Skillet band

Christian hard rock band, Skillet, will perform in concert at 7 p.m. April 15 at the Buffalo County Fairgrounds. For King & Country will also perform at the show. Tickets are $20-$65.

Visit www.buffalocountyfairgrounds.com for tickets and more information.

KEARNEY — John Cooper of the Christian hard rock band Skillet knows exactly why he plays music.

“It was the only thing I was ever good at,” he laughed. “Ever since I was young, music just spoke to me in a way that nothing else did. I like film as well. Film speaks to me, and books, too, now that I’m older, but nothing speaks to me like music.”

The bass player considers music to be inherently spiritual.

“It’s life changing and it’s literally one of the best things this world has to offer,” Cooper said from Kansas City where he stopped for a show while on tour. “I find it a privilege to make music. And if I go deeper into that, privilege as a human being to create music. There are no other animals that we know of that get to create ‘song’ in the way we do. It’s a privilege for humans, philosophically, as well.”

Cooper will bring his award-winning band to central Nebraska for a concert at 7 p.m. April 15 at the Buffalo County Fairgrounds. Skillet will perform with For King & Country. Tickets to the show are $20-$65.

Cooper, 42, grew up in a musical family in Tennessee.

“My mom would say something similar to what I just said about the reason she loves music,” Cooper said. “But the other side was that she was very prejudiced against certain kinds of music. Rock would be pretty much like the tool of the devil, you know, in her mind. There was nothing more evil than rock music.”

His mother, a piano and voice teacher, made sure that music surrounded Cooper from an early age.

“I was always around church music and classical music,” he said. “My mom started teaching me when I was 5. I played quite seriously until 8th grade. I also played the trombone in the orchestra and that sort of thing.”

Cooper studied music at college, winning a scholarship on trombone.

Despite all of his training, nothing spoke to Cooper like rock music.

“The energy of rock music, the passion of it, the loudness of it — it all expressed how I felt as a human being, as a young man,” he said. “It just spoke to me.”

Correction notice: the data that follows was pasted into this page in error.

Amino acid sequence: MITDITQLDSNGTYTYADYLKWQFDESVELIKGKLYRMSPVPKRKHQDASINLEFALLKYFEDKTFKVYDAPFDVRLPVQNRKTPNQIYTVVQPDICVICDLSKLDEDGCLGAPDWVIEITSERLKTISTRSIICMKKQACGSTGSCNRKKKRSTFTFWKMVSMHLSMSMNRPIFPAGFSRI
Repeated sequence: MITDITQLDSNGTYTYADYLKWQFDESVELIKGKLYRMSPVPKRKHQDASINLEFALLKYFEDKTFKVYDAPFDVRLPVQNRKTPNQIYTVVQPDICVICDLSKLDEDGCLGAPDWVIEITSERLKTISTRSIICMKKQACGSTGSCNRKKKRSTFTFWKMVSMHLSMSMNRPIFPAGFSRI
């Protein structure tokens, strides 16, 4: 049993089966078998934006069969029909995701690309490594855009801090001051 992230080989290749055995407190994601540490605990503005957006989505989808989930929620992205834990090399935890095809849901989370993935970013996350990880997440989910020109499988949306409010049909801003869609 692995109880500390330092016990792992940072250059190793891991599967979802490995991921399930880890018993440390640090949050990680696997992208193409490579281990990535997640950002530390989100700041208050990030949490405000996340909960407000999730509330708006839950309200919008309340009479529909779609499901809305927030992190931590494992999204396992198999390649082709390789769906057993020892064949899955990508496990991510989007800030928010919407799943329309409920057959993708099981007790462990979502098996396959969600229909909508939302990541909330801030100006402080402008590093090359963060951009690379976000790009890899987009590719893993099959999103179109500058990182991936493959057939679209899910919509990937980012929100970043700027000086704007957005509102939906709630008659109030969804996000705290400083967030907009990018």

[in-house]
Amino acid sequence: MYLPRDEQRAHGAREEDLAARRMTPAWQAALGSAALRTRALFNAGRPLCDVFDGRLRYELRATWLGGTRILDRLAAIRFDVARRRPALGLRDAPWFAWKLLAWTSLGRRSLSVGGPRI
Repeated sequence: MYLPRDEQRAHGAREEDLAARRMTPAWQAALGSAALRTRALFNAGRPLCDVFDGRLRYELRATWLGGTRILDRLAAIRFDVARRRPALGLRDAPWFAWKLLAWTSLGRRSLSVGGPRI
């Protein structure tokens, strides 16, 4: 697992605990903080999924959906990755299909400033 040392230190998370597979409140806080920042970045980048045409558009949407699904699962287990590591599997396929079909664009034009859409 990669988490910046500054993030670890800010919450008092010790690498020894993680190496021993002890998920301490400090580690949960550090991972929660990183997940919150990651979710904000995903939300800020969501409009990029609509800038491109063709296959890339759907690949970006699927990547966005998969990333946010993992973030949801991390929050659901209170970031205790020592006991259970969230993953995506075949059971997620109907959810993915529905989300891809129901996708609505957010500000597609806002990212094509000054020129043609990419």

Cooper formed Skillet with Ken Steorts in 1996. The name came from the idea of putting all the influences and musical styles of the band members into a big skillet to come up with something unique. The name of Skillet stuck.

As for the dark side of rock music, Cooper never saw that as a teenager.

“Where I grew up, I was always told about the mantra of ‘sex, drugs and rock ‘n’ roll,’” he said. “But it was never about sex and drugs for me. I never really made that connection. In fact, I always thought it was really overstated.”

As he became an adult and had his own children, Cooper noticed the connection.

“Then I could look at it and say, ‘Oh, OK, it really was about sex, drugs and rock ‘n’ roll,’ especially in the ’60s,” he said. “With the Free Love Movement and the hippie movement, I could see where they were coming from. But I never once listened to Metallica and thought this was about sex.”

Cooper understood the anti-establishment side of rock music.

“It was about thinking for yourself, against the system, it was a way to express how you feel and who cares about the consequences? To me, that sounds a little bit like Jesus to me. I’m a Christian and I read the Bible. Jesus was very anti-establishment. I don’t mean he was rebellious, really, he was clear about who he was and he wasn’t about to bow down to what he didn’t want to be.”

The musician took those lessons from the Bible to shape his own life.

“That’s the reason that Skillet is known as a hard rock band but also as a Christian band,” Cooper said. “I’m never embarrassed about that because I don’t care if people don’t like it. I’m not trying to please a label or a radio station. I’m just trying to make my music.”